On the 31st of October we once again welcomed preschool teachers from all over Europe to share with them our best methods of teaching. We were pleased to meet participants from Greece, Spain, Romania, Latvia, and Denmark. After a day of exploring Bologna and its seven secrets, it was time to get to work.
On Monday we made sure that everyone was on the same page with the use of a tree model. We filled out three categories - our fears, expectations, and our contribution to the group. This started a lengthy discussion about everyone’s experiences and knowledge about topics at hand.
The next day we focused on the importance of teaching in a playful way. As one of the participants stated, if you have joy, you have interest to learn.
The main task of the day was to to introduce non-formal education in the classroom. The teachers had to come up with a creative way to introduce themselves to the group, and we got to witness a lot of dancing, singing, presenting collages, and even poetry!
That day we were also introduced to Kolb’s experiential teaching cycle - we wanted to show the participants how to make sure that their kids remember what they learned. The day finished with an activity that helped expand our empathy and awareness of inclusion…always remember: everyone is important, different, and brings something to the table.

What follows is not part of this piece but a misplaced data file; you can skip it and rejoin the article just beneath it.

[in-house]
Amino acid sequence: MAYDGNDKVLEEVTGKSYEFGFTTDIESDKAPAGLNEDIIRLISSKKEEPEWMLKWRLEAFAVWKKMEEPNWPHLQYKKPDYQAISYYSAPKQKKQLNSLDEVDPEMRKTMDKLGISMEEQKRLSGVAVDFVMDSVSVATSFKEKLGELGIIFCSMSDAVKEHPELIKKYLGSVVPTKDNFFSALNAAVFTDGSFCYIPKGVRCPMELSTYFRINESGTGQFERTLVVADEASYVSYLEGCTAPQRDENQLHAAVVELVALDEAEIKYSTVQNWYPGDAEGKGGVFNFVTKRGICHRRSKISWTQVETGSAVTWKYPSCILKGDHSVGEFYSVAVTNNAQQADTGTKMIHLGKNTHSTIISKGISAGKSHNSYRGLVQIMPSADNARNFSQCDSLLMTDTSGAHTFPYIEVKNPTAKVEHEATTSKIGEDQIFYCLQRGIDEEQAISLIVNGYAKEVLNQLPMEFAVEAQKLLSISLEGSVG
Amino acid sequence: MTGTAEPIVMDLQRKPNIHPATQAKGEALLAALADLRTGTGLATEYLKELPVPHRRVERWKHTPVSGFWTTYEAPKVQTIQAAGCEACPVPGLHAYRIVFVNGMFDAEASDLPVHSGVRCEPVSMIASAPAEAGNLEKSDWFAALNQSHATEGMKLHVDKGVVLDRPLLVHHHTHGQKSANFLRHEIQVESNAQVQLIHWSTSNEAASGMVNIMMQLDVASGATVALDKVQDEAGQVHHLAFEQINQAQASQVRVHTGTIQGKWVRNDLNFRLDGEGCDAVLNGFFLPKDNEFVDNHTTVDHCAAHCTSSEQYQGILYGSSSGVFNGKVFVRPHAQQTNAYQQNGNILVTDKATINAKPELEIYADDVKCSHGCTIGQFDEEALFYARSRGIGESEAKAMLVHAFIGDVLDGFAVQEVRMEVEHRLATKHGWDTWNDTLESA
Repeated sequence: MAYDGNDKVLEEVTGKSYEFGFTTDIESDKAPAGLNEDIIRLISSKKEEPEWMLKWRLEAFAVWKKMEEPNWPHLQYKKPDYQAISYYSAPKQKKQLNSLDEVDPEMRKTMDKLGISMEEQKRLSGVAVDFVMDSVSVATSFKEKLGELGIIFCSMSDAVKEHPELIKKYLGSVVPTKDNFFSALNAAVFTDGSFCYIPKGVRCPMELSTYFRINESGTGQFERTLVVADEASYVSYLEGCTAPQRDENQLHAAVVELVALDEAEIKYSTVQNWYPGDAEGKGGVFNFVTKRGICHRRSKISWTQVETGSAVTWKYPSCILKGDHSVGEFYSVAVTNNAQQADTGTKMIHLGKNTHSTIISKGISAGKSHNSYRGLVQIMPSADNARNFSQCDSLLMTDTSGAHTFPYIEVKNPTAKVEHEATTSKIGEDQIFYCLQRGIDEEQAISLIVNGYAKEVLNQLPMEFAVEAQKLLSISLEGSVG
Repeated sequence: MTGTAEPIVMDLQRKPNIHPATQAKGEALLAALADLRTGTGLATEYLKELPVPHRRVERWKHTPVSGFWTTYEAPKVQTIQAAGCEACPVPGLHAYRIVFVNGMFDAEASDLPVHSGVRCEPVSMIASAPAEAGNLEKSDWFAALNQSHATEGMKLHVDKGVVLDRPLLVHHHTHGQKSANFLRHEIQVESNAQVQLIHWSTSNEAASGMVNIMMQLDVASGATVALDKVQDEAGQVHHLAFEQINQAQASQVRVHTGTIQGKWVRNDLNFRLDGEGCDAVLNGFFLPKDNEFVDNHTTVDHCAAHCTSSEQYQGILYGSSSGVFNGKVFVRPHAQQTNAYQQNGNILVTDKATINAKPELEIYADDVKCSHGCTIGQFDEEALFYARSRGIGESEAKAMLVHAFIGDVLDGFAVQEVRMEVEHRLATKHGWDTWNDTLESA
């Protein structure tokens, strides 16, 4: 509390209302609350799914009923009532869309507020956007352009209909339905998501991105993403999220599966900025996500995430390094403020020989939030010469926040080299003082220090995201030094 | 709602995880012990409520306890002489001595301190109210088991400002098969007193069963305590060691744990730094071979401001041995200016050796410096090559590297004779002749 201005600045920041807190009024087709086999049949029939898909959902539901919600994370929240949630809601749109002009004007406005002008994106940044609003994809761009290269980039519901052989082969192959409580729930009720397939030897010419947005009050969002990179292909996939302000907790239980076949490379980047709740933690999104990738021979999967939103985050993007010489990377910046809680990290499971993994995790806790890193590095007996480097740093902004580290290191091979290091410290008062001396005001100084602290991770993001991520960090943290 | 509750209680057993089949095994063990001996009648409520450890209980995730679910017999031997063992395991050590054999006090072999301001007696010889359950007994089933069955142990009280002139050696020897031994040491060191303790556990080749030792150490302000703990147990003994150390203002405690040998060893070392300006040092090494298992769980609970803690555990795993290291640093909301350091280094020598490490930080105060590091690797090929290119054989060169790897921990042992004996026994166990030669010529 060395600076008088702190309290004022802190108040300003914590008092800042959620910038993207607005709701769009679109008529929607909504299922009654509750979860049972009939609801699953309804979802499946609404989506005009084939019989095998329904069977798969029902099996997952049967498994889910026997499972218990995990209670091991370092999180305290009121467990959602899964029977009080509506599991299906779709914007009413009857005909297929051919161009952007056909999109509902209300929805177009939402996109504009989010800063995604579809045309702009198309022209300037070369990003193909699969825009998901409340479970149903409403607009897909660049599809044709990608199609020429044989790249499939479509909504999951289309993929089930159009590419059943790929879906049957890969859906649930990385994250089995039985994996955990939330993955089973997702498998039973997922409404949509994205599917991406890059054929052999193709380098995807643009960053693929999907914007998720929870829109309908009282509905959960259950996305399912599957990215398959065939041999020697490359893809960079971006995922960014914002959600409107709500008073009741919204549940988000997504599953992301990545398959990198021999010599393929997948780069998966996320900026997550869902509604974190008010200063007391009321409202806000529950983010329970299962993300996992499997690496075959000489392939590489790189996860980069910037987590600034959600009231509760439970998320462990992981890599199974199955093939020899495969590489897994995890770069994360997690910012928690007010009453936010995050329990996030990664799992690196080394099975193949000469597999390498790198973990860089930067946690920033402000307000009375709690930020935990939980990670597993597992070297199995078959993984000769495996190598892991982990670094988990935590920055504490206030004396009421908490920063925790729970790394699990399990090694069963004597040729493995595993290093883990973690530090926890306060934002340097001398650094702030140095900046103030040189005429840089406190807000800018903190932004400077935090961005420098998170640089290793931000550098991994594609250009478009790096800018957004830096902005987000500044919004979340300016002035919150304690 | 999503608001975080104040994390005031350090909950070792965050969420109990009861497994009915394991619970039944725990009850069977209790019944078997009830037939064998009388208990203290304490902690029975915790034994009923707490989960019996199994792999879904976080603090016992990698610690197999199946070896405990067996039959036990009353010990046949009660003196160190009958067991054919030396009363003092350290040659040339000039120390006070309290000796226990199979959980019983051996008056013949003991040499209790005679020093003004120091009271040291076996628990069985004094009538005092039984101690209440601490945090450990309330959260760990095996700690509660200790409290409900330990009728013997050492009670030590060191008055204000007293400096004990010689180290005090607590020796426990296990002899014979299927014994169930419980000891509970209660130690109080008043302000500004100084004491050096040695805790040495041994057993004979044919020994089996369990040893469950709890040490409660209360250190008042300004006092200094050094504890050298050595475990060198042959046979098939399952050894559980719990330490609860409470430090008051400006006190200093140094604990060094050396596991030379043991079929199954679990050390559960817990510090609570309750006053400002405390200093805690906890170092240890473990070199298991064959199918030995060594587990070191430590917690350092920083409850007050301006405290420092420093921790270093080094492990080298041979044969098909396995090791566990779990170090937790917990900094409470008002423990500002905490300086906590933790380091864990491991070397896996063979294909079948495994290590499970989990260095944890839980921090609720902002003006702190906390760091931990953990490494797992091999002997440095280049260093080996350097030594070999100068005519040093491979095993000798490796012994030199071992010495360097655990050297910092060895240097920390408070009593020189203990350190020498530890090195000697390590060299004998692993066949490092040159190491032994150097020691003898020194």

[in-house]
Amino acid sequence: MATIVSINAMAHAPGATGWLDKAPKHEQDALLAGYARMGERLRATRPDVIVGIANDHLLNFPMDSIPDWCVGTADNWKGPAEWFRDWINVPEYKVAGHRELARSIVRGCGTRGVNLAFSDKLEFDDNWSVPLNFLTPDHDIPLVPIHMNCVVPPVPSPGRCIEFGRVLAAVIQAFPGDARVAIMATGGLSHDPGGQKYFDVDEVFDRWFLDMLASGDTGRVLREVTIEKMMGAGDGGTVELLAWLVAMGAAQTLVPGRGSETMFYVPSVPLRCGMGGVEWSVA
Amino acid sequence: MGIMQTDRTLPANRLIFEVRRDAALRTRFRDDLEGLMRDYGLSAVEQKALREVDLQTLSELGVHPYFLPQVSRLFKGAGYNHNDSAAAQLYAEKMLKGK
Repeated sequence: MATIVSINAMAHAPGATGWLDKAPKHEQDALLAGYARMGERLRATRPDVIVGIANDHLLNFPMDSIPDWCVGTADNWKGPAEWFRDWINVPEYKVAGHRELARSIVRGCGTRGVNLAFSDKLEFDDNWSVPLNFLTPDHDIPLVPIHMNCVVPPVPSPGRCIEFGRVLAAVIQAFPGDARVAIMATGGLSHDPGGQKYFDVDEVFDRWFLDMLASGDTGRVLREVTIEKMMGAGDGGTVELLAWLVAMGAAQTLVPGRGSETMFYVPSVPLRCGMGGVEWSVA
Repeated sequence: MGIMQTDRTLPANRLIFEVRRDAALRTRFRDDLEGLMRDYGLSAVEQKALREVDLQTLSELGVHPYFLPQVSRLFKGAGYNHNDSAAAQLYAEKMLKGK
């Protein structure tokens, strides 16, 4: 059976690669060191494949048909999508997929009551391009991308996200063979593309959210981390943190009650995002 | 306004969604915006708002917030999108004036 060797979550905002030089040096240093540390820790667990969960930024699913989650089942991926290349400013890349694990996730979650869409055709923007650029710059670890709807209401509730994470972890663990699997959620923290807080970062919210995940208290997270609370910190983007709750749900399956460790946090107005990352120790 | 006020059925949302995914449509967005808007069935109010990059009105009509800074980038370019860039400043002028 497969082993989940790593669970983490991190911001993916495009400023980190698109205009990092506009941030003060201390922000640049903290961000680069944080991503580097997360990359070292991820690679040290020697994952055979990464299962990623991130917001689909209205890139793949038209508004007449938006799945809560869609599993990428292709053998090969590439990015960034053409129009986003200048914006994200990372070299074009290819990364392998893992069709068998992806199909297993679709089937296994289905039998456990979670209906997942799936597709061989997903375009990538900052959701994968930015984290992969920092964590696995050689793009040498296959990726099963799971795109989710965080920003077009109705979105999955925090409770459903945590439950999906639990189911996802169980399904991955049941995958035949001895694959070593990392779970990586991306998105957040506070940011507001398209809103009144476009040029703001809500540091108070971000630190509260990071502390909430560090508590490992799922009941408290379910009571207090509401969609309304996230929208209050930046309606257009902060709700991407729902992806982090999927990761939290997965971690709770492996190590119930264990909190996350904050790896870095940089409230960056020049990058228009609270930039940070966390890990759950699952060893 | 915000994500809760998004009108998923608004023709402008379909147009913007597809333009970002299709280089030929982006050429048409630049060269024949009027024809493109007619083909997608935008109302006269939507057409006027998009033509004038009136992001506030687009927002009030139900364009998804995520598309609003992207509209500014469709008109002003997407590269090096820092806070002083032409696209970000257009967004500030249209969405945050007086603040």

On Wednesday we had the pleasure to speak with a teacher from a Montessori school in Bologna, who showed us the back door of using this method of teaching. She told us about how the teachers don’t interfere with the child’s natural learning cycle, and they let them learn from their achievements and mistakes. The reality of this way of teaching was interesting to see, as it was hard to imagine how to let children make deliberate mistakes, and then learn from them - all in a safe way.
Before the wrap up on Friday, we took the participants to explore an outdoor education school. It was fascinating to see how you can incorporate a child’s need for nature into everyday life. We were met with mud kitchens, anger targets on trees, common room tipis, collective gardens, and many more wonderful experiences. Giulia, one of the educators, was very welcoming with us, answering all our questions and doubts.
Lastly, we explored the Reggio Emilia approach, talking about the history, the most important elements and key words. We showed the groups pictures, video and documentations from the Reggio Centre and from different kindergarten in Reggio Emilia.
By the end of the week, our participants had great insight into a few different teaching approaches in Italy, and we can say with confidence that they left the course with many, many ideas.